Is Our Concept of Matter Merely an Incorrect Perception?

philosophy, Physics
Picture a large polished stainless steel bearing. Now visualize dropping it onto a concrete floor from a height of, say, h. It impacts the concrete and bounces back to a somewhat lesser height h′. What actually was the physics at the time of collision? Our concept of matter provides one answer. Our Concept of Matter The rock-solid steel bearing is not thrown, but “dropped”. It falls with a force equal to its mass times its acceleration due to gravity. That is, F = mg. Upon striking the concrete floor, the bearing experiences an equal yet opposite reaction forcing it to bounce back. Even so, due to internal and external factors, the bearing does not attain its original elevation. Is the Bearing Truly Solid? If the bearing were of solid and…
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Oil and Water Do Not Mix – Why?

[caption id="attachment_8586" align="alignright" width="440"] Oil and water just plain do not mix.[/caption] Oil and water do not mix! Some liquids are miscible; that is, they mix completely. Other liquids do not permanently mix. They are immiscible. The best known example of this is oil and water. “Putting those two together is like mixing oil and water.” This means that for practical purposes, the two don’t get along at all. Why Don’t They Mix? Oil and water don’t mix for a basic physical reason curiously easy to explain by comparison with a magnet. Consider first the formula, and then the structure, of water and we’ll see how this is so. The Formula of Water Water is most commonly written H₂O. Two hydrogen atoms (H) are combined with one oxygen atom (O).…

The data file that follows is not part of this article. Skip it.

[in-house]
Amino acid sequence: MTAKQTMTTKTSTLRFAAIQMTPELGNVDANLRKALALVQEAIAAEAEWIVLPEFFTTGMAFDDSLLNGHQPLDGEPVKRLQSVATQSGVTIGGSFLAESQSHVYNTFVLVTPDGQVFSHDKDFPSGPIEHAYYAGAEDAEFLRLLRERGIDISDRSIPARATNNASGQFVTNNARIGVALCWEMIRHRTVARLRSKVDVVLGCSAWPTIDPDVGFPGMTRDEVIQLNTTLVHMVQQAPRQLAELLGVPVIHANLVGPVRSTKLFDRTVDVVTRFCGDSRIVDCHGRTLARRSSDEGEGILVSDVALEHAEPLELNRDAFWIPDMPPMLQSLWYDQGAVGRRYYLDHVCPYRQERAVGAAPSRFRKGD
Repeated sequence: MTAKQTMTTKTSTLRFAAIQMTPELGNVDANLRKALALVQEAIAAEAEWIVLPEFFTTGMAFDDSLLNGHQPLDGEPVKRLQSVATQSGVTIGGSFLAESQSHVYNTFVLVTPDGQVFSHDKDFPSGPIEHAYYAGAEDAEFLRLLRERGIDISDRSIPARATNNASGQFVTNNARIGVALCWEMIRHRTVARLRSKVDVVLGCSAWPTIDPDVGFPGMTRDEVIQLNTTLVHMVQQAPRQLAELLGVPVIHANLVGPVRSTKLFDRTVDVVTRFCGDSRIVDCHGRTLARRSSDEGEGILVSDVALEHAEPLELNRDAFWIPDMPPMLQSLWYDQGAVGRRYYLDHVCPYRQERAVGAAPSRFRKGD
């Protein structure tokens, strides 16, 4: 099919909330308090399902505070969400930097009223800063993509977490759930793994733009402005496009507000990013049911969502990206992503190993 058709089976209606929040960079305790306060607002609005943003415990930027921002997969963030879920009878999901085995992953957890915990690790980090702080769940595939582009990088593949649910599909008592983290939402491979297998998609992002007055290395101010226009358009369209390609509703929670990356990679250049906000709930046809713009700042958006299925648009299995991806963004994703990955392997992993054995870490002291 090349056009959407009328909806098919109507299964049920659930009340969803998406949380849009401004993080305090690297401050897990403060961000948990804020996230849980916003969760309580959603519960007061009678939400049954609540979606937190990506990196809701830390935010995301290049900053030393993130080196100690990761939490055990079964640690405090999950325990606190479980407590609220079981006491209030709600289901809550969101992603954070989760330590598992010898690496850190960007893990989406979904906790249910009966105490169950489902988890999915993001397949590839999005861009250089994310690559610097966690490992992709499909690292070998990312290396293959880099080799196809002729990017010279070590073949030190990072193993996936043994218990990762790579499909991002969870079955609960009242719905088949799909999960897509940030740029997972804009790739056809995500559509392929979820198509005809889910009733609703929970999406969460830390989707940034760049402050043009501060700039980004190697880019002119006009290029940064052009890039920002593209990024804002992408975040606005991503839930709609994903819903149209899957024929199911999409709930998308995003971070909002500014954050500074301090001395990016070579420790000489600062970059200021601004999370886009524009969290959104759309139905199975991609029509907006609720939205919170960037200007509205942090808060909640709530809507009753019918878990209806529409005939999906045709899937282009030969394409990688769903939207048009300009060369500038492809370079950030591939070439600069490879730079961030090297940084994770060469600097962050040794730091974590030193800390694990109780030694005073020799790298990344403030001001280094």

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Edge Effects for the Universe?

[caption id="attachment_7377" align="alignright" width="480"] Introducing the universe.[/caption] A strange thought crossed my mind. I was in that twilight state between awareness and sleep. What about the edges of the universe? Does the universe experience edge effects? Materials all have their own properties. Metals, for instance, have a melting point. They have conductivity, density, malleability, and ductility. Liquids, gases, and plasmas have properties as well. A material or an object can act differently at its interior, than at its edge. Consider some objects interacting with electromagnetic radiation. Magnets and Capacitors Capacitors exhibit so called Casimir edge effects. The electrical field between capacitor plates behaves differently at the edges, than between the centers. The same is true of the edges of magnets. Frequency Skin Effect Electrical engineers understand the high frequency skin…
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